Sunday, September 26, 2010

FREE software for teachers

Here is an updated list of software that I recommend for teachers on their personal computers.

List is sorted in order of frequency of use.


Web Browser

If you have a Mac, the default browser is Apple’s Safari, on Windows it is Internet Explorer.  However, there are a number of reasons you should consider installing a second (or even third browser).

  • Firefox remains the most customizable feature rich browser.  It is opensource so it is made by people who share their expertise to make one of the best browsers available.  Check out all the free addons that expand what firefox can do.  My most used, must have addon is Video Downloader which can be used to download offline copies of YouTube videos for use in the classroom that isn’t dependent on an internet connection.
  • Google Chrome is amazing and fast with all the google sites such as gmail, google docs, reader… etc
  • Not to be left behind, Internet Explorer is moving to version 9.

Office software such as word-processing.

  • Microsoft Office is the solid ‘education industry’ standard.  If you work in a BC district that has subscribed to the licensing agreements it is a mere $11 to take the software home.  Get the license code from your district educational technology team and see more information here: Microsoft Home Use Program
  • OpenOffice is a ‘free and open productivity suite’ which looks and has many of the same features of Microsoft Office.  See:
  • Google Docs – although this isn’t something you have to install as it is FREE and online, it is amazing for educators wanting to collaborate as it has live online editing.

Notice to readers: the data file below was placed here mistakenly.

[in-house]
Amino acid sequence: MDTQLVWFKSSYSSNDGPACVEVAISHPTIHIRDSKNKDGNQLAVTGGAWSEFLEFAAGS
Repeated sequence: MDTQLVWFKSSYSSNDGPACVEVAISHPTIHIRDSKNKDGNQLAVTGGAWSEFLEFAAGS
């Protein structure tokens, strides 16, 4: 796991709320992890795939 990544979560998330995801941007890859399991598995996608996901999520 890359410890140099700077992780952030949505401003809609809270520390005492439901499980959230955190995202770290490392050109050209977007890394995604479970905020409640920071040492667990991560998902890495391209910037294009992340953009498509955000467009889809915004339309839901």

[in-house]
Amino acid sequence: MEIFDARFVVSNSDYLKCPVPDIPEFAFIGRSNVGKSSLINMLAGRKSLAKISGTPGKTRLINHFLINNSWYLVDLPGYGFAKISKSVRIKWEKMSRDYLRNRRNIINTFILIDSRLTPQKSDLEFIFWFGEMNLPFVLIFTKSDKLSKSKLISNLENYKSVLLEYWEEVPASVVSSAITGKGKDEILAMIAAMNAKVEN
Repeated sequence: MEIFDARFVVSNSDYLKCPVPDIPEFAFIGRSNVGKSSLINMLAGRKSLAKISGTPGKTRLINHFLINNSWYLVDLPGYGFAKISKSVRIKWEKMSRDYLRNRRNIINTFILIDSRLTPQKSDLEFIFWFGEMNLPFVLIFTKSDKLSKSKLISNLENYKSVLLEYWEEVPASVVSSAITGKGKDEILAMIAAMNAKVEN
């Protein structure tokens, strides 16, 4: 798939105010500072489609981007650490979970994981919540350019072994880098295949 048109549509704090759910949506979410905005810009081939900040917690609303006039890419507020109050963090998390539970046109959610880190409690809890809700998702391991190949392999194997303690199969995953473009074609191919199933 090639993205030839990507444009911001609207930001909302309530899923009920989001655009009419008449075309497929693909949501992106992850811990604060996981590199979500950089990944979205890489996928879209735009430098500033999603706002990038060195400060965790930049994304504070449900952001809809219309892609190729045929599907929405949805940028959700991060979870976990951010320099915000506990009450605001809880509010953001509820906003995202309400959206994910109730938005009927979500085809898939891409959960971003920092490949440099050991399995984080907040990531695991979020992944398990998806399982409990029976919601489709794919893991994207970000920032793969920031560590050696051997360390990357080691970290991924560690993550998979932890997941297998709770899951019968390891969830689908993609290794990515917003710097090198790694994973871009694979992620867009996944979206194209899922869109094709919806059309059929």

• Windows Live Writer – is the blogging program that works with most types of blogs.  It makes it really easy to embed photos to posts!  See previous post.


  • AVG Free is all I’ve ever needed.  Install, allow the automatic updates and let it work. I recently got to see it in action as it picked up a Trojan Horse on my computer and cleaned it off.  Most people start looking for an antivirus once their free trial of McAfee or Norton runs out on the computer they purchased. 

Video Player

  • VLC video player is the one program that will play almost any type of video file.  This includes the ‘.flv’ video files that are created when downloading YouTube videos using Video Downloader for FireFox (see above).

PDF Creator

Have you ever wondered what file format to save your class newsletter in so that all your parents can open?  Well PDF if the most universal file type that can be opened on all computers and retains the formatting.

  • Cute PDF writer once installed is like having another printer.  Once your document is ready, click print, select CutePDF and save the file.

Video/Sound recording and Curricular

  • JING will capture whatever you have on your screen and the audio from a microphone.  It is a great way to explain how to use a website to students.  The link to the recording can then be shared.
  • Audacity will allow you to record sound and create a podcast.  Check out the version 1.3 beta.
  • Google Earth is an amazing way to view, measure and manipulate our physical world.
  • Microsoft Photostory is a long-time favourite to put voice-overs on pictures.  It works in Windows 7 so it is here to stay.

Software to skip…

On my last posting on free software I had MSN and Skype.  I no longer use these now that that you can make free phone calls to North America right from within GMAIL.  Rumour has it that even Facebook is getting into the free phone.  See more on the article by the Globe and Mail.